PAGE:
Asthma in Older Adults Differential Diagnoses

Updated: Dec 16, 2019
  • Author: Praveen Buddiga, MD, FAAAAI; Chief Editor: Michael A Kaliner, MD  more...
  • Print

Diagnostic Considerations


For diagnosis of COPD, the Global initiative for Obstructive Lung Disease (GOLD) endorses the spirometry criterion of post-BD forced expiratory volume in 1 second (FEV1)/forced vital capacity (FVC) < 0.70. This fixed cut-off is susceptible to the risk of overdiagnosing a substantial number of older symptomatic individuals as having COPD, which might contribute to the relative underdiagnosis of asthma in the elderly, particularly females. An alternative approach has been proposed to overcome this problem, whereby the cut-off is based on the lower limit of predicted normal. This cut-off assumes the “usual progressive” lung function decline of COPD is greater than the physiological age-related decline of the FEV1/FVC ratio.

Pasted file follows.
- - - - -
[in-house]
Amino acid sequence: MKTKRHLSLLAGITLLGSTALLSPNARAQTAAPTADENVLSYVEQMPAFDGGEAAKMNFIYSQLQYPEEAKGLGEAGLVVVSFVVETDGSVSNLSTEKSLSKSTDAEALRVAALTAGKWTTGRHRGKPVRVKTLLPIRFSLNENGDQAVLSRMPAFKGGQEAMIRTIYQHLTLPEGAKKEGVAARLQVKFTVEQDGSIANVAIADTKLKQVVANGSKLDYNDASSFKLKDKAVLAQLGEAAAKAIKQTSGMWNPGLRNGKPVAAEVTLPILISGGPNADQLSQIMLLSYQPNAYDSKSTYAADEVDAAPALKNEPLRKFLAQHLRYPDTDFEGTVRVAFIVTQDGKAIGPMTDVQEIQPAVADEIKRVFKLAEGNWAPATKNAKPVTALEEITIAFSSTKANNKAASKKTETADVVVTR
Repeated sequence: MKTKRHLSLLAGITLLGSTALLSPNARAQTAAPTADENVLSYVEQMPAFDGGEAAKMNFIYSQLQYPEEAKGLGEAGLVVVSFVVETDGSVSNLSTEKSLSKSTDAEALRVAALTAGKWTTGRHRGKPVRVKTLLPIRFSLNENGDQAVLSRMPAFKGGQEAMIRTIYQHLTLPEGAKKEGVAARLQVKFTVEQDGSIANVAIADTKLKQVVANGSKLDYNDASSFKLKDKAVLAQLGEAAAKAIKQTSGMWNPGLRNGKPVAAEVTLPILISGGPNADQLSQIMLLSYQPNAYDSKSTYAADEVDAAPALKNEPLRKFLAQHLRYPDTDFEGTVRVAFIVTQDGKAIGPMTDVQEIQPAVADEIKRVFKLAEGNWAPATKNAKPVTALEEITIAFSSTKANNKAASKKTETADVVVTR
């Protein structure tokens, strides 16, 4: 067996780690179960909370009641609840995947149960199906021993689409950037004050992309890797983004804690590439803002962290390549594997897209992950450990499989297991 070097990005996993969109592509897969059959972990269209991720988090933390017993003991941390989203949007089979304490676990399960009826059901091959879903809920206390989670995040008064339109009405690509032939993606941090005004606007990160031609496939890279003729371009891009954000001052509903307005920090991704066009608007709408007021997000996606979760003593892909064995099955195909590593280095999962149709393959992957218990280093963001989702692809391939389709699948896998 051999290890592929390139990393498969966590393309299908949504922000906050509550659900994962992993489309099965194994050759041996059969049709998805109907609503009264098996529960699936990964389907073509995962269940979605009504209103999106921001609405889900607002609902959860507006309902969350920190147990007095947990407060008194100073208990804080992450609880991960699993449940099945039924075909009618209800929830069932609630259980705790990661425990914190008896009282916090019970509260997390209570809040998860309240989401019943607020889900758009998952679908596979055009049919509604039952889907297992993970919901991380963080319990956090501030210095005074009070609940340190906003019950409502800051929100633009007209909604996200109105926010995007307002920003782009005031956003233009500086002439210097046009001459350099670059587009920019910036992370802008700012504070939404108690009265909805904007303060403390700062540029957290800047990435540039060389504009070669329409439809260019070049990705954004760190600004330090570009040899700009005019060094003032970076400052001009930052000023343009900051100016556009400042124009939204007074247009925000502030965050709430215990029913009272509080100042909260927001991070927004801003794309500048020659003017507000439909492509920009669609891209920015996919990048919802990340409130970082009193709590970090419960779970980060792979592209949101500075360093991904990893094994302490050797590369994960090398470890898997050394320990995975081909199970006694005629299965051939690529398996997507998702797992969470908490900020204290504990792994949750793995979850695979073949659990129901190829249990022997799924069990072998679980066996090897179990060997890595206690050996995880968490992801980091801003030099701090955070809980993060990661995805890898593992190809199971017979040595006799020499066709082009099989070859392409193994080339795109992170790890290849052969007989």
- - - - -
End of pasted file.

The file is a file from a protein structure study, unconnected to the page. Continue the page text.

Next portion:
Asthma-COPD Overlap

Older patients frequently present with chronic respiratory symptoms with features of both asthma and COPD and are found to have chronic airflow limitation that is not completely reversible with bronchodilation. The Global Initiative for Asthma (GINA) and the Global Initiative for Obstructive Lung Disease (GOLD) guidelines offer the following clinical descriptions to help distinguish asthma, COPD and asthma-COPD overlap [15] :

Asthma - characterized by chronic airway inflammation defined by a history of respiratory symptoms including wheezing, shortness of breath, chest tightness and cough that vary in intensity and over time. Variable expiratory airflow limitation is also present.

COPD - characterized by persistent respiratory symptoms and airflow limitations due to airway and/or alveolar abnormalities usually caused by significant exposure to noxious particles or gases.

Asthma-COPD overlap - characterized by persistent respiratory symptoms and airflow limitations with multiple features associated with asthma and multiple features associated with COPD.

Differential Diagnoses